News Behind The Barbed Wire: Kashmir’s Information Blockade
October 11, 2019
A month after the abrogation of Article 370 of the Constitution of India, which granted special status to Jammu and Kashmir, on August 5, 2019, the continuing shutdown of communication in the Kashmir valley has resulted in the throttling of independent media.
Laxmi Murthy and Geeta Seshu, a two-member team from the Network of Women in Media, India (NWMI) and the Free Speech Collective (FSC), spent five days in the Valley between August 30 and September 3, 2019 to determine the impact of the severe crackdown on communication on the media in Kashmir. The team spoke to more than 70 journalists, correspondents and editors of newspapers and news-sites in Srinagar and South Kashmir, members of the local administration and citizens.
In this, the latest and most intense phase in the ongoing conflict on Kashmir, the government of India has pulled out all the stops – political, legislative, militaristic and punitive. No other democratic government has imposed a communication blockade of this scale and proportion in Kashmir.
What are the implications of these measures for freedom of expression and for media freedom in Kashmir?
Our examination revealed a grim and despairing picture of the media in Kashmir, fighting for survival against the most incredible of odds, as it works in the shadow of security forces in one of the most highly militarised zones of the world and a myriad government controls.
The team observed a high degree of surveillance, informal ‘investigations’ and even arrest of journalists who publish reports considered adverse to the government or security forces; controls on the facilities available for print publication; government advertising to select publications; restrictions on mobility in select areas including hospitals and the most crippling communications shutdown of all time. Significantly, there is no official curfew, no official notification for the shutdown.
As journalists continue to face severe restrictions in all the processes of news-gathering, verification and dissemination, the free flow of information has been blocked, leaving in its wake a troubled silence that bodes ill for freedom of expression and media freedom.
In the absence of reportage from the ground, the government’s control of the narrative of normalcy is near total. Its official proclamations of the creation of ‘Naya Kashmir’ have become vociferous. In contrast, there is a deafening silence and invisibilisation of voices from Kashmir expressing alienation, anger and disillusionment at perceived breach of trust. This is intrinsically undemocratic and harmful, as it privileges the voices of authority and weakens those who speak truth to power.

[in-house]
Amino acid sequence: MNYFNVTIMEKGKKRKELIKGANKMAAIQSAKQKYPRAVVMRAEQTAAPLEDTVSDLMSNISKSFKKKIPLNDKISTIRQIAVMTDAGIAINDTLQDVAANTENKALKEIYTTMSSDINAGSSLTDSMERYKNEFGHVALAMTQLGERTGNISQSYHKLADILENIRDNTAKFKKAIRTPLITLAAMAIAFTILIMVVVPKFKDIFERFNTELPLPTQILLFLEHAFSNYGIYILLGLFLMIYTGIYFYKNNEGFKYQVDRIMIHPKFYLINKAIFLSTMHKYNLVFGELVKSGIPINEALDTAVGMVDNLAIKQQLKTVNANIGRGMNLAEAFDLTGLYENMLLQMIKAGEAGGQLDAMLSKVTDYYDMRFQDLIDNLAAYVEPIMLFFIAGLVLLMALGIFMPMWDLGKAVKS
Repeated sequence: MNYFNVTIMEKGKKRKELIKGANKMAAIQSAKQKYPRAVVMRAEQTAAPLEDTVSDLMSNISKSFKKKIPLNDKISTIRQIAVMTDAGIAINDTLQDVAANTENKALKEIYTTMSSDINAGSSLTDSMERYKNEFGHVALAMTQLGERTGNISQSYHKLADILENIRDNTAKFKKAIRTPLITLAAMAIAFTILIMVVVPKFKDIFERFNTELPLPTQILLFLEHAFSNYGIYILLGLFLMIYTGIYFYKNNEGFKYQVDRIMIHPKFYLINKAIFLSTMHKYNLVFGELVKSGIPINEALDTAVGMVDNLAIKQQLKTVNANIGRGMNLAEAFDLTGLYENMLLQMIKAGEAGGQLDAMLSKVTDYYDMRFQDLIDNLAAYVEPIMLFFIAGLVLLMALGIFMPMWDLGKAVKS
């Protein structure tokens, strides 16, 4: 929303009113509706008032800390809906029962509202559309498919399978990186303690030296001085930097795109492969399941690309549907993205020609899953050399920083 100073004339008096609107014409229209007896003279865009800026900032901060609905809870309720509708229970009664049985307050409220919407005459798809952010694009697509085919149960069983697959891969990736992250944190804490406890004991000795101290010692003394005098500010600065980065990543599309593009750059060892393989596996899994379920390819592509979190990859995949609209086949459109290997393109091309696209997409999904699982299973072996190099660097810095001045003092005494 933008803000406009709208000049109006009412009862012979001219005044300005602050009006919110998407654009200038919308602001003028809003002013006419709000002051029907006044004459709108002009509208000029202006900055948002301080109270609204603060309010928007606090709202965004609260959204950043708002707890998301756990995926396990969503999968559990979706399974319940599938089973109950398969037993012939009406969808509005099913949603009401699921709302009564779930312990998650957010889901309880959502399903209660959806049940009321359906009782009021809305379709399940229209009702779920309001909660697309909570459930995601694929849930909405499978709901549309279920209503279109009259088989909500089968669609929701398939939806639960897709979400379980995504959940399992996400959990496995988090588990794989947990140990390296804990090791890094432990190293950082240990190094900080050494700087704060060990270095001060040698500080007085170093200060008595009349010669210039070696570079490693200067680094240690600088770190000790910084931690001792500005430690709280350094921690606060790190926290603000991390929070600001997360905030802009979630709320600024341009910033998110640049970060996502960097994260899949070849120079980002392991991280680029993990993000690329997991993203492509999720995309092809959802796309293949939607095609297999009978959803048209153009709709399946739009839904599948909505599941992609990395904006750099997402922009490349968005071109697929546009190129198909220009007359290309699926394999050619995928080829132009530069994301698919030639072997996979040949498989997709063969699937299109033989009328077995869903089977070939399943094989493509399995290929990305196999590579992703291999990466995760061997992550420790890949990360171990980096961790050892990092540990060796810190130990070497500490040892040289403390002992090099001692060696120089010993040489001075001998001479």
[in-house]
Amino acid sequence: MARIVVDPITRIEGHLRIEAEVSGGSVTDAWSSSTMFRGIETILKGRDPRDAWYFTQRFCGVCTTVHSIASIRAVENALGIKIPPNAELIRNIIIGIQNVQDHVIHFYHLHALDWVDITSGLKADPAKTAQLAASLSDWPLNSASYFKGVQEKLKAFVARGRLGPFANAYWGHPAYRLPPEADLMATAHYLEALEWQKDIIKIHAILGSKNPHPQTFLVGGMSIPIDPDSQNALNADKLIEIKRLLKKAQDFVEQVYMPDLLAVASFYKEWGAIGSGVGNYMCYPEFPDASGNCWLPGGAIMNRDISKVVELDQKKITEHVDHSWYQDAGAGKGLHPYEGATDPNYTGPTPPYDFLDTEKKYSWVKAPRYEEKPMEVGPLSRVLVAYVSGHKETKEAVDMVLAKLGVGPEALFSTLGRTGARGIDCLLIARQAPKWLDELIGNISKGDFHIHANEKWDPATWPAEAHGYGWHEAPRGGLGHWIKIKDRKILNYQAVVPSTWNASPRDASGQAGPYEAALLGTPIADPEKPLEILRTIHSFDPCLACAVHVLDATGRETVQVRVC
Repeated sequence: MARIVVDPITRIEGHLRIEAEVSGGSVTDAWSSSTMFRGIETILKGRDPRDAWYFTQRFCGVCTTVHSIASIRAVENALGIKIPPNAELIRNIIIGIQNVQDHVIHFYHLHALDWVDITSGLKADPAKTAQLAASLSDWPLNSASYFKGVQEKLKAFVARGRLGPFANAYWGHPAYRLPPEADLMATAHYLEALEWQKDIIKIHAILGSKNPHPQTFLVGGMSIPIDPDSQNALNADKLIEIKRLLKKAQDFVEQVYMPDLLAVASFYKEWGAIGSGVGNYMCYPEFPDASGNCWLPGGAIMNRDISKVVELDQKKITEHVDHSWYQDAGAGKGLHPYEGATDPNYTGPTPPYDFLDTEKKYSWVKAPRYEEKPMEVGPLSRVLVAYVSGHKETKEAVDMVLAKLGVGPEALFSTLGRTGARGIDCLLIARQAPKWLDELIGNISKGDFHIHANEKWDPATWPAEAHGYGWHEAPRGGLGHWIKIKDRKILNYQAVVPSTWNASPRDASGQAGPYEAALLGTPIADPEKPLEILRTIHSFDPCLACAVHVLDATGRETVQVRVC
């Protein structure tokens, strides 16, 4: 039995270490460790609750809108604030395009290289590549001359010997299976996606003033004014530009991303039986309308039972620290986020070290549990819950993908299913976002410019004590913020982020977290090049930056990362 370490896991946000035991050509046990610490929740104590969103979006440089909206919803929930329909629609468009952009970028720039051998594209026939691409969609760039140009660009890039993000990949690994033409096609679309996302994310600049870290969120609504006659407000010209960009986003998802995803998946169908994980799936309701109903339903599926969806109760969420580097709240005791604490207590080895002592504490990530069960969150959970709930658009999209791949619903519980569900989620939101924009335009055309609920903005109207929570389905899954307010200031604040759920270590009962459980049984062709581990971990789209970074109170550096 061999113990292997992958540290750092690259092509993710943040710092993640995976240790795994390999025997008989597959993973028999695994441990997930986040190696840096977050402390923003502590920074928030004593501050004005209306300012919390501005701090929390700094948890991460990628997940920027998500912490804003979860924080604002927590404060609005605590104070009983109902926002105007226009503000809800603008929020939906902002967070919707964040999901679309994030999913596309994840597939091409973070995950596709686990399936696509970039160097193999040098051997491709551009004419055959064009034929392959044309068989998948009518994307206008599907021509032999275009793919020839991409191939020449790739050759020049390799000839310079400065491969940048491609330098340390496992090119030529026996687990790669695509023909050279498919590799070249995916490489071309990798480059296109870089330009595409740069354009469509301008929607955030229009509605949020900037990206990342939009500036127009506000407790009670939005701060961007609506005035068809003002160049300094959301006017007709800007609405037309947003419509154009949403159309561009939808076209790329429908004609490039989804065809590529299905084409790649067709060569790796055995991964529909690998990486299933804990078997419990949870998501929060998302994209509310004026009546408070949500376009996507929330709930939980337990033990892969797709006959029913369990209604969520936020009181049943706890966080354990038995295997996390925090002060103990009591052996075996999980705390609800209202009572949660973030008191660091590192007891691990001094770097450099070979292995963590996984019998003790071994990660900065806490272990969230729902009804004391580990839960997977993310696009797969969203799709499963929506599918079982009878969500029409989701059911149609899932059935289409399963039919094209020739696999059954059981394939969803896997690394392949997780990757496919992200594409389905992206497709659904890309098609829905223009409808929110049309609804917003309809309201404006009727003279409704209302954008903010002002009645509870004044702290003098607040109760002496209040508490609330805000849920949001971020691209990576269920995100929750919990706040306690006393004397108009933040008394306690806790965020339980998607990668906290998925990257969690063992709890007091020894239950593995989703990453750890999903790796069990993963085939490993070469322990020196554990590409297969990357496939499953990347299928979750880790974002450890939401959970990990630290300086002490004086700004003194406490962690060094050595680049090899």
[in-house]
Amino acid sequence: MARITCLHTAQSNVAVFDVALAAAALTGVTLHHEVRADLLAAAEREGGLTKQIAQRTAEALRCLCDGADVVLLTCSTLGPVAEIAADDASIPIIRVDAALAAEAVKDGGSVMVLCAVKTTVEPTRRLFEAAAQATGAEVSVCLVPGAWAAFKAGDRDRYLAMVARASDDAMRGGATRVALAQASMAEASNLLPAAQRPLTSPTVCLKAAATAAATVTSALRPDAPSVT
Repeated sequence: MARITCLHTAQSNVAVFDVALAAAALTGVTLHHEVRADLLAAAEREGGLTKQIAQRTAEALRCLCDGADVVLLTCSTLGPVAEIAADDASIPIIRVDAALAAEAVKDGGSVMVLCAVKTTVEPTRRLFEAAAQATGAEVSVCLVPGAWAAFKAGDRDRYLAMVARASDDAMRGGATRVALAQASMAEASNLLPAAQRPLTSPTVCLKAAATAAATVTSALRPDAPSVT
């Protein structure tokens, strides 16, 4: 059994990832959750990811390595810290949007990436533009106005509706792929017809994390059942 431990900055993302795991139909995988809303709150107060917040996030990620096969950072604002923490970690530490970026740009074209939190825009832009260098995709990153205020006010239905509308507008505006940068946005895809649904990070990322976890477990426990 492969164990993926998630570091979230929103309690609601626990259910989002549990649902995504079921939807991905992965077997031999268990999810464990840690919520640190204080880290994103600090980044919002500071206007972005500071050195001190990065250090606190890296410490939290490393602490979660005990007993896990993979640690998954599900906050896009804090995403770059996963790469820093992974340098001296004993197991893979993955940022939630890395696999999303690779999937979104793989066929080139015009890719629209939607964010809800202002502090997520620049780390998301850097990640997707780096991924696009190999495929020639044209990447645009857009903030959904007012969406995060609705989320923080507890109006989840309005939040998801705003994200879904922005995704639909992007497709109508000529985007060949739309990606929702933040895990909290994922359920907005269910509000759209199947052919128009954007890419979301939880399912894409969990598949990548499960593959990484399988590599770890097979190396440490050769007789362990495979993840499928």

The communication blockade and the ban on the Internet has caused unimaginable and inhuman problems for all citizens. But it has also sounded the death-knell for the media. It is imperative that the following measures be undertaken to demonstrate a commitment to freedom of expression. Anything less will only be hollow pronouncements and proclamations:
- Immediately lift the internet shutdown and enable high speed internet connectivity
- Restore all landlines and mobile telephones with priority to journalists and media houses.
- Lift restriction on movement to journalists to enable on-the-ground reporting and verification of authentic news.
- Desist from monitoring and surveillance of journalists and immediately cease intimidatory tactics such as summons to police stations, threat of arrest and detention, and the lodging of false cases etc.
- Create a level playing field for all local, national and international media so as to ensure equal access to official sources and information.
- Set up a transparent and accountable mechanism for disbursal of government advertising.
- Ensure an enabling environment for the safety and dignity of working journalists, a robust and viable media that can guarantee just wages and other protections for working journalists, thus enabling the full exercise of the right to Freedom of Expression.
First published in Network of Women in Media, India.
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